by Aastha D.Nov 03, 2022
In the recent past, to make their presence felt in the world of art, the artists carry an implicated insistence to produce conceptually intense work, and in due course of the journey tend to let go of their unique voice. Subsequently, one is left to see the replica instead of artwork. Against such a backdrop, the celebratory bright hues of the digitally produced artwork by the Spain-based artist, Houda Bakkali, carry a breath of fresh air. The pop art of Bakkali is a careful amalgamation of digital illustration, motion graphics, and augmented reality to underline the fact that humans drive the world of digital media, even if the latter has overshadowed the sphere of the former. Having shown her works in Paris, Madrid, Cannes, New York, Barcelona, Lorca, Córdoba, Biarritz, Bakkali has been facilitated with awards including American Illustration, Graphis Awards, London International Creative, Paris Design Award, Creative Quarterly, New Talent Award at the International Festival Artist of the World in Cannes, to name a few.
The immersive experience of Bakkali’s works is aimed to successfully illustrate the beauty of the feminine spaces as well as the strength and swiftness to run a life full of harmony and joy. Having a family that has roots in the enriching culture of Africa, and present-day home in Spain, invariably, nurture her thoughts and aspiration. To concur with this, Bakkuli, in an interview with STIR, says, “Absolutely, I feel very fortunate to be able to participate in two such rich cultures, on many occasions very close. It is a great luxury to have grown up surrounded by such varied and enriching cultural diversity”.
The series Beautiful African Woman is dedicated to Bakkali’s mother Abida, an Arab, African and Muslim woman, who fought for emancipation and egalitarianism with a tremendous sense of élan. A rebel in her own right, Bakkali with this series visually translates her life onto the tangible works to give a sneak peek into the life of a woman who has been imbibed the beauty of a cosmopolitan woman: thriving to build a life on her terms.
Bakkali puts the series of artistic techniques to create works that according to her are a means to trigger the art of “peaceful protest”. Bakkali succinctly walks us through the phrase "peaceful protest", and how does she intend to capture it, “Art is one of the greatest tools of expression and protest that we have. In my artworks, I seek to express that protest through harmony, balance, colour and fantasy. Inspired by the values that my parents left me, in my own personal history, in my faith in the human being and in love, dialogue and empathy as the best weapons to change the world”.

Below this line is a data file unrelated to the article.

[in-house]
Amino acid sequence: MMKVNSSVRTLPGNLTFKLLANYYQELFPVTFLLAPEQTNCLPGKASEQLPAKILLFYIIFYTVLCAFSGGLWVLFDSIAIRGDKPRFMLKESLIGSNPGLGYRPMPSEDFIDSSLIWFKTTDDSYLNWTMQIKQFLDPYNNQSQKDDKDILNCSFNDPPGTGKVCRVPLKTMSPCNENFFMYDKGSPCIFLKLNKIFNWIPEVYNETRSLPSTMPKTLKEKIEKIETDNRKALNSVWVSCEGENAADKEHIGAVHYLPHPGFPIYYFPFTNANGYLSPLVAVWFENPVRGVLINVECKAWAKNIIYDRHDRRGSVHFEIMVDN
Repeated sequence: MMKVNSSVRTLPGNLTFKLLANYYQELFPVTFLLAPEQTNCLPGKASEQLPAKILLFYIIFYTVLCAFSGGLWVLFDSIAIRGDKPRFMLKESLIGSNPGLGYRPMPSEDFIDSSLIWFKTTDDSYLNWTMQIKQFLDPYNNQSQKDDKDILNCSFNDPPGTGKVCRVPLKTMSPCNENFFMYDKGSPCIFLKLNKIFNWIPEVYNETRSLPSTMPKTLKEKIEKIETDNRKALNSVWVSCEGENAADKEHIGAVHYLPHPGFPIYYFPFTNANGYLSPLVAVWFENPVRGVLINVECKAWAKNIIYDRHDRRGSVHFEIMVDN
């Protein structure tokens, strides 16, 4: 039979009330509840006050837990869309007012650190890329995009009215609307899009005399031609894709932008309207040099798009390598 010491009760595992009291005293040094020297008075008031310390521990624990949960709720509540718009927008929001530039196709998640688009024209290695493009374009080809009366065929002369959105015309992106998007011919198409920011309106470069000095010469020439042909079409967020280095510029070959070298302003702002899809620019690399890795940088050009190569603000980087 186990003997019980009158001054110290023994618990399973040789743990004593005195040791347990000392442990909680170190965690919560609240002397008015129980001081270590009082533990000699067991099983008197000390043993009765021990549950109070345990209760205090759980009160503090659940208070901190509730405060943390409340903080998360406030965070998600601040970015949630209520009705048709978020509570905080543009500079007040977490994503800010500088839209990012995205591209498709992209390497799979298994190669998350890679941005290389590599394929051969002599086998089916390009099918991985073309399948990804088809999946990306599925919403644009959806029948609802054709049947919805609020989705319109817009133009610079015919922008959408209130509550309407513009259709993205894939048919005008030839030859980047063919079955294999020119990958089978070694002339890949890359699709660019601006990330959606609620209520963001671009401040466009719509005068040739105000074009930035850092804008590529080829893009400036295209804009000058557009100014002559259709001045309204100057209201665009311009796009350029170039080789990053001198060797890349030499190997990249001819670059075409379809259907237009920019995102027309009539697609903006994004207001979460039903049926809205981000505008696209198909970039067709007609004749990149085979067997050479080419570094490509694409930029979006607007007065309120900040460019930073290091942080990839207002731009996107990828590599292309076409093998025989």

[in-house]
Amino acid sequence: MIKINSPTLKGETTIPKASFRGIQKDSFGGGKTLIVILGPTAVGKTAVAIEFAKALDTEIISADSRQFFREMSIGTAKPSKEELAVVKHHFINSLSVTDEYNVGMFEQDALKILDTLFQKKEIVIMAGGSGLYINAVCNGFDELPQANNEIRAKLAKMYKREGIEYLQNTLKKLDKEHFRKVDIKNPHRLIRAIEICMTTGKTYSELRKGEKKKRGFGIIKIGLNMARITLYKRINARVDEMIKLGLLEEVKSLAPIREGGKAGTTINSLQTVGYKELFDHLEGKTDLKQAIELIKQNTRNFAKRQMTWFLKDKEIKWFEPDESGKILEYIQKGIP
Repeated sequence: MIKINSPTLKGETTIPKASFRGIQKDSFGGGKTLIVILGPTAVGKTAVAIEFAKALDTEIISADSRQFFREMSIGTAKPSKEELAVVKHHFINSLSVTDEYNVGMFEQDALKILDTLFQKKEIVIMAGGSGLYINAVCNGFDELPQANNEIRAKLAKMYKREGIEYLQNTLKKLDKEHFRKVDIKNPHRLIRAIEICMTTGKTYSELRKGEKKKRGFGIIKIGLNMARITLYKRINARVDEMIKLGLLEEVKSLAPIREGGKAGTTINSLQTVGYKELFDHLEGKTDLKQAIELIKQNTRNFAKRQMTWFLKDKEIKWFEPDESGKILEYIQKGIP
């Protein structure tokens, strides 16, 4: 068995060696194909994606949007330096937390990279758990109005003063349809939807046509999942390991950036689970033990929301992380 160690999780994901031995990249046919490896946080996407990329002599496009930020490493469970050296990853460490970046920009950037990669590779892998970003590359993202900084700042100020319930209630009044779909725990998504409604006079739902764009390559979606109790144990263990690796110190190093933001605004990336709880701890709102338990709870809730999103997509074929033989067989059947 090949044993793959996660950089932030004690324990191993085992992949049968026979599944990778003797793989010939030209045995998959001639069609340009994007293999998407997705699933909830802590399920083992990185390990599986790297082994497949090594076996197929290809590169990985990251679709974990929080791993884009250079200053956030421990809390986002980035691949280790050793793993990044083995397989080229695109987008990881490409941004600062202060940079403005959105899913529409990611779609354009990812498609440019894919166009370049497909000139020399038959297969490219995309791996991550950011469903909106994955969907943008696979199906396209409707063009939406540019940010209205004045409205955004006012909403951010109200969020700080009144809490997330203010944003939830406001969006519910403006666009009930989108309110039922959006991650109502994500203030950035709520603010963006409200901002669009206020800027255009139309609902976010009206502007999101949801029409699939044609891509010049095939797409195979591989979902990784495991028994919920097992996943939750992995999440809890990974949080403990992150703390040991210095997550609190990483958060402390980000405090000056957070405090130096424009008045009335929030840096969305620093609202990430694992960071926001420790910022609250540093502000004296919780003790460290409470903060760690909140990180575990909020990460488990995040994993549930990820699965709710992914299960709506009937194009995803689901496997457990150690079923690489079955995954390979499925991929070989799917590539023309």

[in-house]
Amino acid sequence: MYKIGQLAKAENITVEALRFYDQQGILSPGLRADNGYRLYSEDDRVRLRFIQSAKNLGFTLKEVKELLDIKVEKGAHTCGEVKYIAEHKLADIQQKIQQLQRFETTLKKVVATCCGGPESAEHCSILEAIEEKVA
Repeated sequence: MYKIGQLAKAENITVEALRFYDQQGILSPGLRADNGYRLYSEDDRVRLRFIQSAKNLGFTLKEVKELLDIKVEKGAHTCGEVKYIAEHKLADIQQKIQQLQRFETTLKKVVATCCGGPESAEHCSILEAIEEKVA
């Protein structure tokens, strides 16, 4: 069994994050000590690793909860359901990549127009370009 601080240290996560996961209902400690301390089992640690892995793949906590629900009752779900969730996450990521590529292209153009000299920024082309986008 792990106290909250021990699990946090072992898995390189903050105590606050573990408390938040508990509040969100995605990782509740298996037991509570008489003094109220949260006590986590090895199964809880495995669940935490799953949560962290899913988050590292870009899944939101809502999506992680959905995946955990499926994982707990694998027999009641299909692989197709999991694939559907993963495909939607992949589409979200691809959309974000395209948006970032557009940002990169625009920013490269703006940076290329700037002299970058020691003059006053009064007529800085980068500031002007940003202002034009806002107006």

The experiments and discoveries that she makes are a way to add an element of wonder for the audience to let them experience the avenue of many possibilities available if creatively used by the artist. For instance, the work such as African, sweet and Pop along with the digital creation combines archival works to emphasise the unbroken tradition between the past and present. Furthermore, Bakkali likes to present her works, not as a stagnant piece of art, but she adds motion to it as a way to allow it to have a life to it. Since she works across a series of mediums, a curious mind would like to know if these mediums influence or intersect with each other, “Fundamentally, working with different media influences the public's vision. The work comes to life, tell a story that goes beyond the limits of the canvas. Even grow, change and allow the audience to immerse themselves in the work. It is wonderful, fun, and always amazing. Working on the same piece with different techniques, including animation and artificial reality enriches the global conception of creation, gives it an infinite dimension”.
To add, she is acutely aware of her urban settings which are evidently reflected in her spectrum of works. The non-derivative approach of her works takes the viewers onto this visceral journey where they watch, absorb, and gauge not just a splash of colours, but also treads this path punctuated by an unsaid tension between the constant binaries. Yet, her works hold the promise of harmony, difficult to achieve, surely not unfeasible. Bakkali discloses that she is keen to have viewers who, “enjoy and discover new stories through my work that make them happy, make them smile and have fun. Bring them closer to my creative world and the themes that inspire me through scenarios that convey optimism and hope. Art is also an exceptionally powerful therapy”. It is this interconnectedness of her works, pinned with a streak of hope that seemingly finds a home in the heart of the viewers.